Elton Gallegly Speaking For War In Iraq

I wrote to Medavid asking for a history of any clips of Mr. Gallegly speaking in the House. I couldn’t find any myself. I did receive a response within a day. Thought the folks at Medavid were great in getting back to me so soon.

“We don’t find any occurrence of him taking the floor in our dataset.
He does not show up that much, here are his appearances on the
Congressional Chronicle site: C-Span Archives”

In the C-Span Archives, there are the following appearances:

Gallegly, Elton

[ RSS ]

U.S. Representative

Appearances By Year
Year Days Total Time
2007 3 00:09:29
2006 1 00:04:14
2005 4 00:11:16
2004 2 00:07:10
2003 2 00:05:26
2002 4 00:23:40
2001 2 00:04:54
And this:
Gallegly, Elton [R-CA]
Debate: H.J.RES.114
Begin 2002-10-09 13:18:28
End   13:23:29
Length 00:05:01

“Mr. GALLEGLY. Mr. Speaker, I rise in support today of H.J. Res. 114. I want to commend the gentleman from Illinois (Mr. Hastert) and House leadership for working in a bipartisan manner with the White House to develop what I believe is a very strong, but balanced, resolution.

Last week by a strong vote the Committee on International Relations passed this resolution. As part of its responsibility to carry out its role in helping shape United States foreign policy toward Iraq, our chairman, the gentleman from Illinois (Mr. Hyde), and our ranking member, the gentleman from California (Mr. Lantos), deserve a great deal of credit for their efforts in guiding this effort through the committee process.

September 11 has tragically taught us the price of not acting when faced with a clear and present danger, and there should be no doubt today we face a clear and present danger in the form of weapons of mass destruction in the possession of Saddam Hussein. We know after the 1991 liberation of Kuwait, Iraq unequivocally agreed to eliminate its nuclear, biological, and chemical weapons programs and agreed to allow international weapons inspectors to ensure that be accomplished.

But as we all know, Iraq has willfully and in direct violation of its own agreement and those of the United Nations Security Council thwarted over and over again the efforts of the inspectors to find and destroy those weapons. This can only mean one thing, Mr. Speaker. Saddam intends to hold on to these weapons and use them at the appropriate time and in the manner he deems necessary.

As early as 1998, U.N. Secretary General Kofi Annan in a letter to the Security Council stated, “No one can doubt or dispute that Iraq’s refusal to honor its commitments under Security Council resolutions regarding its weapons of mass destruction constituted a threat.”

These words remain even more true today in light of the scourge of global terrorism. Today the threat to the national security of the United States and to international peace and security continues to grow. It is especially serious because we know that Saddam Hussein supports terrorist organizations such as al Qaeda and could very well be working with these agents at this very moment providing them with the expertise to use chemical and biological weapons against the United States and others.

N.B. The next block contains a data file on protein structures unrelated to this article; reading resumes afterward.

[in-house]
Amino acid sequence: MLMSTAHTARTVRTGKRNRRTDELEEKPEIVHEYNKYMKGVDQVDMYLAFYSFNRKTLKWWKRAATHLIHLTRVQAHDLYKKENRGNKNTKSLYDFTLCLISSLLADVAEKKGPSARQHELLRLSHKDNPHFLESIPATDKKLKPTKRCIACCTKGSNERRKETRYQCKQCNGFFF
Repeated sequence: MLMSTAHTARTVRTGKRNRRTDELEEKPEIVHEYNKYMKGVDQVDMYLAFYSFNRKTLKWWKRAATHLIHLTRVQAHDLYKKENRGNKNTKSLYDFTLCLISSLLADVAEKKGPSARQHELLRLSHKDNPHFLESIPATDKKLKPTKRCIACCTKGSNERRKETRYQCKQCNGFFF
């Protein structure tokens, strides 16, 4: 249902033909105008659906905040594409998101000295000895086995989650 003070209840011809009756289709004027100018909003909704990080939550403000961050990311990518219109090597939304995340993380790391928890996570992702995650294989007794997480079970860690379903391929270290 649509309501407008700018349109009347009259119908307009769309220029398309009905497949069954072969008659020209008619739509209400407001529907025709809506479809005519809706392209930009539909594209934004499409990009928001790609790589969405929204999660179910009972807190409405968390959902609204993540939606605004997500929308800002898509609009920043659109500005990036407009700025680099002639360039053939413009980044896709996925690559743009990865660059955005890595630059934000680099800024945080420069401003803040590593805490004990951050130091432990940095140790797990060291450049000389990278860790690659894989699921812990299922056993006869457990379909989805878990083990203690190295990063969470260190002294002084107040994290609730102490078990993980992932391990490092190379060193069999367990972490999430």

In 1991 in the aftermath of the Iraq invasion of Kuwait, I led a group of our colleagues in the House in introducing a resolution authorizing then-President Bush the use of all necessary means to force Iraq from Kuwait. There were dissenters who felt we should not go to war, but in the end there is no question we were proven right. In 1998 I strongly supported the House resolution which declared Iraq to be in breach of its international obligations, and we urged the President to take appropriate
actions to bring Iraq into compliance.

However, at that time significant penalties for noncompliance were not invoked, and so here we are again today, confronting the same issue without an inch of change in Saddam’s attitude or actions.

Today we are faced with the same proposition and very similar arguments on both sides; but with the passage of this resolution, we will again provide the President the authority he may need to take the appropriate actions necessary to protect the national security of this great Nation.

Mr. Speaker, this time around we must have an absolute commitment to not allow Saddam Hussein to have chemical or biological weapons anymore. But the enforcement of Security Council resolutions this time must include significant penalty for noncompliance which are immediate and automatic. The resolution we are debating today is forceful in that it again gives the President the authority to use whatever means, including force, to rid Iraq of its weapons of mass destruction. But this resolution
is balanced in that it encourages the President to pursue diplomatic avenues to achieve international support of enforcing U.N. mandates and provide for an important role in the Congress.

I believe the gravity of this issue mandates that we act now to give the President the tools he should have to deal with this significant threat. The potential terror of weapons of mass destruction in the hands of a madman to the world must be addressed, and it must be addressed decisively and now.

Mr. Speaker, I urge the support of this resolution.”

This was surely a bad move. We bombed Afghanistan and left that area a mess, then moved on to Iraq which encouraged more violence, all without a reason or a plan. For not speaking up much, this was certainly quite a time for Mr. Gallegly to start.

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